January cavalry failed to aid shattered Portsmouth’s promotion charge – Neil Allen’s end-of-season verdict
Marginalised as a second-half substitute, the exhausted figure of an unrecognisable Jamal Lowe epitomised Pompey’s campaign.
The leading scorer’s declining energy levels had long been a concern of Kenny Jackett, prompting omission from the squad for the final league match against Accrington.
There was a starting return at the Stadium of Light for the play-off semi-final first leg, yet the jaded winger sank to the bench for Thursday’s decider.
Lowe was in fine company, fellow high-flier Ronan Curtis grounded beside him for the culmination of the Blues’ season.
The high-octane duo were inspirations behind a scintillating start to a League One campaign which saw Pompey still topping the table in mid-January after 28 matches.
Then, in the biggest game of a gruelling campaign, both were among the substitutes against Sunderland at Fratton Park.
Lowe appeared on 52 minutes, yet couldn’t recapture that trademark intensity. Curtis remained unused, despite the manager still possessing a substitute option.
It represented a 62nd fixture of the season for Jackett’s men – a club record during their 98-year residency of the Football League.
A staggering six players appeared in excess of 50 times – Matt Clarke (60), Gareth Evans (56), Craig MacGillivray (56), Lowe (55), Tom Naylor (53) and Lee Brown (51).
Incidentally, Curtis finished on 49 following his puzzling lack of involvement.
The Irishman’s jettison from the first-team was understandable considering fitful displays over recent months. His non-introduction as a substitute, however, was unfathomable.
And so Pompey’s campaign petered out into a goalless draw as their shattered collective couldn’t muster a goal against the Black Cats.
‘There's a break now, they deserve that break,’ said Jackett in his post-match press conference.
‘For everybody it has been a long season. We have somewhat limped over the line as well in terms of energy.’
With his favoured players so noticeably drained through their endeavours, it raises crucial questions over those January transfer window dealings.
As it panned out, for a second-successive season, Pompey’s January recruitment policy impacted substantially on the club’s finishing position. Unfortunately, not in a positive context.
Following a New Year’s Day victory over AFC Wimbledon, the Blues possessed a five-point lead over Luton at League One’s summit.
Oli Hawkins would collect an injury during that 2-1 success, joining Nathan Thompson and Lee Brown on the sidelines.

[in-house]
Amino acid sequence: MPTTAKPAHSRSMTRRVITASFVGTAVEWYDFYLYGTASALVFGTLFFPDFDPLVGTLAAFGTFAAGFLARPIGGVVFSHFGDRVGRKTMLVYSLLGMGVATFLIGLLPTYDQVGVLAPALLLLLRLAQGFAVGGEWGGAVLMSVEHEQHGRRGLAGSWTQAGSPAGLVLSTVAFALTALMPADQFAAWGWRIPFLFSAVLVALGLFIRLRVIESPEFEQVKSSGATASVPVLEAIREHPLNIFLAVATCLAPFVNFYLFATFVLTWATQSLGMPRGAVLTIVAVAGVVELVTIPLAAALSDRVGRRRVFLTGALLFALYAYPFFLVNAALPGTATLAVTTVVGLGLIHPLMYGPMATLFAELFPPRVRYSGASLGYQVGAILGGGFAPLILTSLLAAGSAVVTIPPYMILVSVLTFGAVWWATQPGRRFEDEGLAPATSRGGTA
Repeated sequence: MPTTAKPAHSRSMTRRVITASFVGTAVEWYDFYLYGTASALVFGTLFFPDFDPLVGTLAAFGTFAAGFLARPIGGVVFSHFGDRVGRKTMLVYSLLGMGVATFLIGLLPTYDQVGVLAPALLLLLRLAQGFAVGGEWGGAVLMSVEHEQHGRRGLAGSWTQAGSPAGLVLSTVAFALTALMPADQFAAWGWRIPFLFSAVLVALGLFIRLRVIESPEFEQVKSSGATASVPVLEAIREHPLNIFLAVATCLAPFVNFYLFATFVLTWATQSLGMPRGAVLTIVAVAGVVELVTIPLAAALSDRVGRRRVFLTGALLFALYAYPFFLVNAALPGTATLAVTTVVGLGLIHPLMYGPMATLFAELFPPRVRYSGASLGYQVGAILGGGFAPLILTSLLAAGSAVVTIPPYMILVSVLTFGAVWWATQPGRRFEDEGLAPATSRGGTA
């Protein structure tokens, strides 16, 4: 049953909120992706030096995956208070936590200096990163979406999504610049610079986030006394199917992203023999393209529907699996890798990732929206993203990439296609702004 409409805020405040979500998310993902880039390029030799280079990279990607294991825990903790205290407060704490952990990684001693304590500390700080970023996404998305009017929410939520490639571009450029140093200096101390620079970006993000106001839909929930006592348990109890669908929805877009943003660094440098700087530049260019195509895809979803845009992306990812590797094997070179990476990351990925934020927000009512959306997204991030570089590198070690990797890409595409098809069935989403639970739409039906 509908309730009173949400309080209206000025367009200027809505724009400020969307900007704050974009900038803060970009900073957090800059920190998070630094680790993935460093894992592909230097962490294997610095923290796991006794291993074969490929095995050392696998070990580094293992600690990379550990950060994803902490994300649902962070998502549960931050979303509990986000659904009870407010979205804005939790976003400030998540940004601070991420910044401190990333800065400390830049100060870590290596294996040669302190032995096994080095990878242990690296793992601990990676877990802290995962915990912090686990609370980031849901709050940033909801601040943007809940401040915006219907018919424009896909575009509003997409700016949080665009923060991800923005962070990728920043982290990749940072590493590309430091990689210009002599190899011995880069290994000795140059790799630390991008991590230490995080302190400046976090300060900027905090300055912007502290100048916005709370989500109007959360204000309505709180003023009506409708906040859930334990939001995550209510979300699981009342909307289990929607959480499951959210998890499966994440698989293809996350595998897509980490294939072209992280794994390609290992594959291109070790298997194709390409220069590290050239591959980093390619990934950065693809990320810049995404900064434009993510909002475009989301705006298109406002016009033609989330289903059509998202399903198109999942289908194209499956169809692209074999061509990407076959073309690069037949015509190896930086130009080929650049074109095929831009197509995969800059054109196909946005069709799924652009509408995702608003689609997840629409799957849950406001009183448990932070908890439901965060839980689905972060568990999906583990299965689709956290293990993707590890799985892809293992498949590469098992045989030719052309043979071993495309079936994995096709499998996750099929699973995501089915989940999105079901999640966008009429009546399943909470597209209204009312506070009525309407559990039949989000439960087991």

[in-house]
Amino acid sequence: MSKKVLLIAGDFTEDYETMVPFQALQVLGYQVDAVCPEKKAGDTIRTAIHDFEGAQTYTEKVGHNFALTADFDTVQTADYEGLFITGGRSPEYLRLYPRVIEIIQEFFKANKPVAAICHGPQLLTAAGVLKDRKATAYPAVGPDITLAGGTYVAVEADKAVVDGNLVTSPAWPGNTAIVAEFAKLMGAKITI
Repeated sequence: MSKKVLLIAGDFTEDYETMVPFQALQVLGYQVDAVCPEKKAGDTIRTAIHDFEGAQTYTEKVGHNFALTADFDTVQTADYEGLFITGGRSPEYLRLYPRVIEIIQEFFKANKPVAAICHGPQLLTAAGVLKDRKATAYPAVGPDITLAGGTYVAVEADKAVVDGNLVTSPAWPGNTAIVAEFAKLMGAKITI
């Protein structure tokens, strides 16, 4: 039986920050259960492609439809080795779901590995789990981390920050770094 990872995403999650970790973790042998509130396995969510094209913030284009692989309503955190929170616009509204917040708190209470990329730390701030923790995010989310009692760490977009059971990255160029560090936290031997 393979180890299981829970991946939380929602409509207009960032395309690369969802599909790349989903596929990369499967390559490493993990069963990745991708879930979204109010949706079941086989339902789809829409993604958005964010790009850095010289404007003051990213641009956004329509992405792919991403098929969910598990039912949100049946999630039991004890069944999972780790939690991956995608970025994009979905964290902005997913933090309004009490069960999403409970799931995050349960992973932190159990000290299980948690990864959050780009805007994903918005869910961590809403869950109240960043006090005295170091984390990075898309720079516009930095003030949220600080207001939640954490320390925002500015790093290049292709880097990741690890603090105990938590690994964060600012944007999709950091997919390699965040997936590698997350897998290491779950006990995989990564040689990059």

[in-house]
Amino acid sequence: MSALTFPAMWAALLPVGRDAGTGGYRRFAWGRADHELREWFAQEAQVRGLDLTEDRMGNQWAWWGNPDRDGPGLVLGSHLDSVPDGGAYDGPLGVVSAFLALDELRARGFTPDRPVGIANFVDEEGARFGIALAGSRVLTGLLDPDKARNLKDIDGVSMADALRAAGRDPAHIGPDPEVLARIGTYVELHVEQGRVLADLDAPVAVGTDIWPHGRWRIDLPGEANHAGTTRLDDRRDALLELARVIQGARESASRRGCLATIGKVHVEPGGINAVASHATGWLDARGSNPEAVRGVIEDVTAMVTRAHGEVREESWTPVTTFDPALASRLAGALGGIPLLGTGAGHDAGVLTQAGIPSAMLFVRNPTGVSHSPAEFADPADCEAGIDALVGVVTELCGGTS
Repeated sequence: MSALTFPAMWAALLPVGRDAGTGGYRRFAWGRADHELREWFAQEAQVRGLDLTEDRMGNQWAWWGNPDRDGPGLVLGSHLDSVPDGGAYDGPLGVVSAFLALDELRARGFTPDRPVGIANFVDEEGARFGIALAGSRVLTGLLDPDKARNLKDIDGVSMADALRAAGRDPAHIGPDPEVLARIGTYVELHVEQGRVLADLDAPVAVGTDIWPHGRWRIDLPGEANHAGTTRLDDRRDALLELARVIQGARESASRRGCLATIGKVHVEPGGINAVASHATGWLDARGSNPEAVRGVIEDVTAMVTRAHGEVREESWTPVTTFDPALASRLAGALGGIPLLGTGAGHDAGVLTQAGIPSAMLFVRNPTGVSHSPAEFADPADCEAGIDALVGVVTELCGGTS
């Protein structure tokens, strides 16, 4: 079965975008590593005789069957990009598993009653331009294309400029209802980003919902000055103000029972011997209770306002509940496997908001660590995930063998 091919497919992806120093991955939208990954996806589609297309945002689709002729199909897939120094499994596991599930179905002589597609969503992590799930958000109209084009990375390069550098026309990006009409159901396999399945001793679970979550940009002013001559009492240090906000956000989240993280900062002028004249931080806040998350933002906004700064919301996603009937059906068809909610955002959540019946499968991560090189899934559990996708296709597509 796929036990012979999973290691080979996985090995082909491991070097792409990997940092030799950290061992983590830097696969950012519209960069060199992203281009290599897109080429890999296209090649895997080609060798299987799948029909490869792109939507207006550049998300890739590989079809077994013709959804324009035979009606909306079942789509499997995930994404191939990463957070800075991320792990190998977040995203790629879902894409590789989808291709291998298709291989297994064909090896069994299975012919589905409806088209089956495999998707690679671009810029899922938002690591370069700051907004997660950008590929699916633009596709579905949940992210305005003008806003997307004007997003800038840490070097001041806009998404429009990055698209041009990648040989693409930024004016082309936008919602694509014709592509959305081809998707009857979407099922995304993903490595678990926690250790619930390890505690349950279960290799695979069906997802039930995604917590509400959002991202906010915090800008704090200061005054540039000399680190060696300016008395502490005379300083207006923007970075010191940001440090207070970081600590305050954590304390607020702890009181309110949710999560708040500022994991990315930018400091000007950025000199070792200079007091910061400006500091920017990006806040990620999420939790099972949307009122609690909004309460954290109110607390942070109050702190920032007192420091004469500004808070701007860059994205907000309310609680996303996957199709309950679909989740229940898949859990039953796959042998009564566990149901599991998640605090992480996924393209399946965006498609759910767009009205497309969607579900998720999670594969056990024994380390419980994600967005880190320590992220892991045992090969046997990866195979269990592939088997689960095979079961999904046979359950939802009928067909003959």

It would also be the outstanding Ben Thompson’s final league outing before a widely-anticipated recall by Millwall. A month later, Jack Whatmough suffered a season-ending injury.
Pompey required squad strengthening to bolster their sizeable points advantage, plus plug holes created by a flurry of festive-season injuries.
Certainly, there was little dissent upon the arrival of Omar Bogle, James Vaughan, Viv Solomon-Otabor and Lloyd Isgrove, the majority possessing encouraging pedigree.
As it unfolded, all suffered injuries at various stages, and, other than perhaps Bogle, none truly threatened to establish themselves as starting XI regulars.
Instead, Jackett stuck to his tried and tested personnel, no doubt much to the immense frustration of the newcomers themselves.
While the substitutes’ bench was boosted by these additional numbers, the six failed to raise the performance levels of a first XI which would subsequently flag under the rigours of the lengthy season.
Isgrove never featured, Vaughan’s outings were fleeting although impressed in that final game off the bench, Solomon-Otabor demonstrated glimpses.
As for Bogle, four goals in his opening eight games suggested promise, but he never started a match following the Checkatrade Trophy final, failed to score in the final two months, and missed three fixtures through injury.
In terms of the permanent signings, Cannon didn’t feature after mid-January, while Morris’ sole start since February 23 saw him withdrawn at half-time.
They may well prove to be fine signings, let’s not condemn them without judging contributions on the field of play. In mitigation, both were heavily hampered by injury.
Still, this was a season of progress, Jackett racking up 22 more points and an improvement of four places on his maiden Fratton Park campaign – and the capture of the Checkatrade Trophy.
Pompey’s boss has made significant strides, while the summer recruitment of Craig MacGillivray, Ronan Curtis and Tom Naylor, in particular, proved masterstrokes.
In addition, he has overseen the ongoing development of Matt Clarke, Jamal Lowe, Ben Close and Whatmough, enjoying their finest Blues seasons to date.
This was a talented side destined for the play-offs, yet for half-a-season overachieved by bustling their way to the top of League One and remaining there.
Ultimately, however, they ran out of steam, understandably exhausted and shattered from the mammoth effort required over a 62-game season.
And it will forever be an irritant among the Fratton faithful that the much-trumpeted January cavalry could barely raise a gallop into battle during that promotion charge.